"Studies have produced varying recommendations over the years, but in truth, your water needs depend on many factors, including your health, how active you are and where you live."
-Mayo Clinic Staff, April 19, 2008-
The whole controversy surrounding whether or not we really need to drink 8 X 8 ounce glasses of water a day started up all over again in April, when Drs. Negoianu and Goldfarb published their recent editorial, "Just Add Water" in the Journal of the American Society of Nephrology. They really hoped to debunk what they consider "the urban legend" of drinking 8 glasses of water a day.
Back in 2002 Dr. Valtin of Dartmouth was the first one to try to figure out where this whole notion of drinking 8 glasses a day got started, and whether there was any truth to it.
Now all of a sudden the press is saying "Forget about forcing down those 8 glasses of 8!" I decided to read the studies myself and separate the truth from the fiction. I also know how I feel when I drink my usual 64 ounces (8 glasses) of water (& other fluids) a day, and when I don't. For me, it's all about "evidence-based living"! Last weekend in Chicago, I didn't lug around my "stainless steel" water bottle, or down nearly enough liquid to fill my usual quota. And yes, my body noticed it. Won't do that again! Needless to say, my trips to the bathroom were not what they should have been. And as Dr. Goldfarb would say, "There was definitely less turgor in my skin." (I looked wrinkled.) As far as I'm concerned, water works! I look better, my digestion is better, I feel better & even think better. You can decide for yourself, but here's what I learned about water.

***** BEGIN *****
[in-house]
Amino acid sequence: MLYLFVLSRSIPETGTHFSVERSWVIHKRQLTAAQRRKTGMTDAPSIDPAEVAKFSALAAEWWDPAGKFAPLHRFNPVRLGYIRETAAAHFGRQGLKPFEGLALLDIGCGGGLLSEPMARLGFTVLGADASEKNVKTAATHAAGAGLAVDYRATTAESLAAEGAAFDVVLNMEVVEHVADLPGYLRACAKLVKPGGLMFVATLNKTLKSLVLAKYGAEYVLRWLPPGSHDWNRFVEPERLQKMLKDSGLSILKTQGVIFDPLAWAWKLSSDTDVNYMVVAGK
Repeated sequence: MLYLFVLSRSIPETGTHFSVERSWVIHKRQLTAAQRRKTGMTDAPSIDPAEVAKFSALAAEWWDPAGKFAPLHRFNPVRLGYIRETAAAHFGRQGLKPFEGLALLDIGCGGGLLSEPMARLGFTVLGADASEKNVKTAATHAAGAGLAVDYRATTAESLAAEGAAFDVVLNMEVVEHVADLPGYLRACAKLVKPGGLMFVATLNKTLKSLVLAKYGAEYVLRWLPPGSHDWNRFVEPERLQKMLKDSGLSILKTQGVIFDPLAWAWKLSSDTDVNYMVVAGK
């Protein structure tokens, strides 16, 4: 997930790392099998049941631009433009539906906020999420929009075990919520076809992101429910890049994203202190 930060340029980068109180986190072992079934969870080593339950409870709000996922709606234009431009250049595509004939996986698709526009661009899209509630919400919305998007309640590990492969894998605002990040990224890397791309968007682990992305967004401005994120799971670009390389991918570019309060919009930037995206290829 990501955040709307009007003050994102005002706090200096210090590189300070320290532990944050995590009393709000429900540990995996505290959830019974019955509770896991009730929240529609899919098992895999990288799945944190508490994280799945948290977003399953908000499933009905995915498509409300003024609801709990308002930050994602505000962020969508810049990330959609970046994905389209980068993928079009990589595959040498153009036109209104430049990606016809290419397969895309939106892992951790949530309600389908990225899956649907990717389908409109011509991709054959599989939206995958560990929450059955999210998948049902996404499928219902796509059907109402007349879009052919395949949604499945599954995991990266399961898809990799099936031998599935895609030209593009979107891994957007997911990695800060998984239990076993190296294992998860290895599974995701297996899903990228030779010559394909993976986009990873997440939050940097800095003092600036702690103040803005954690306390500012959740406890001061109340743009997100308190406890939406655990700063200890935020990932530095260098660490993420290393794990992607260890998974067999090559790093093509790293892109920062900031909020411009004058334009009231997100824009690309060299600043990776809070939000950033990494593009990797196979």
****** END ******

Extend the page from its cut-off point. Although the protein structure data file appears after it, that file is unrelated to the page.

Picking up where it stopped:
What Drs. Goldfarb & Negoianu have to say:
- If you're healthy, live in a temperate climate and aren't exercising, just drink when you're thirsty.
- The notion of drinking extra water to remove toxins from your body is misguided. In fact, if you drink too much water, you will decrease your kidney's filtration function.
- Increased water will improve the clearance of sodium, and since sodium-retention adversely affects blood pressure, this may be a benefit of drinking extra water.
- If water is supposed to improve the function of our body's organs, it must be retained in the body. Drs. G & N argue that water retention is just too variable, based on how quickly you are drinking. A glass downed in 15 minutes will be excreted. A glass downed over 2 1/2 hours will be retained. Women retain more water than men. Water mixed with easily-absorbed sugar is quickly excreted. My conclusion: drink your water slowly and avoid sugary drinks!
- Drinking water before a meal will fill you up more than drinking after a meal. Eating foods containing water, e.g. soup, will fill you up & decrease your caloric intake more than just drinking a glass of water with a meal. (see Barbarba Rolls, Volumetrics) And drinking water also increases the body's "calorie burn", aka "thermogenesis".
- More research is needed to prove that drinking water will help us lose weight, and Drs. G & N think there's definite value in doing more research in this area.
- Decreased fluid intake has been associated with coronary disease, bladder cancer, urinary tract infections, colon cancer and kidney stones. One trial even showed the possibility that increased water consumption might prevent migraine headaches. Drs. G & N recommend further study, but suggest that "Given that water cannot be patented, such trials seem unlikely."
- 2 cups of water increases the capillary blood flow to the skin, but Drs. G & N aren't quite sure that this proves that water improves our skin tone.
- Drs. G & N's conclusion: "Although we wish we could demolish all of the urban myths...regarding the benefits of supplemental water ingestion, we concede there is also no clear evidence of lack of benefit."
What the Mayo Clinic and the Cleveland Clinic advise: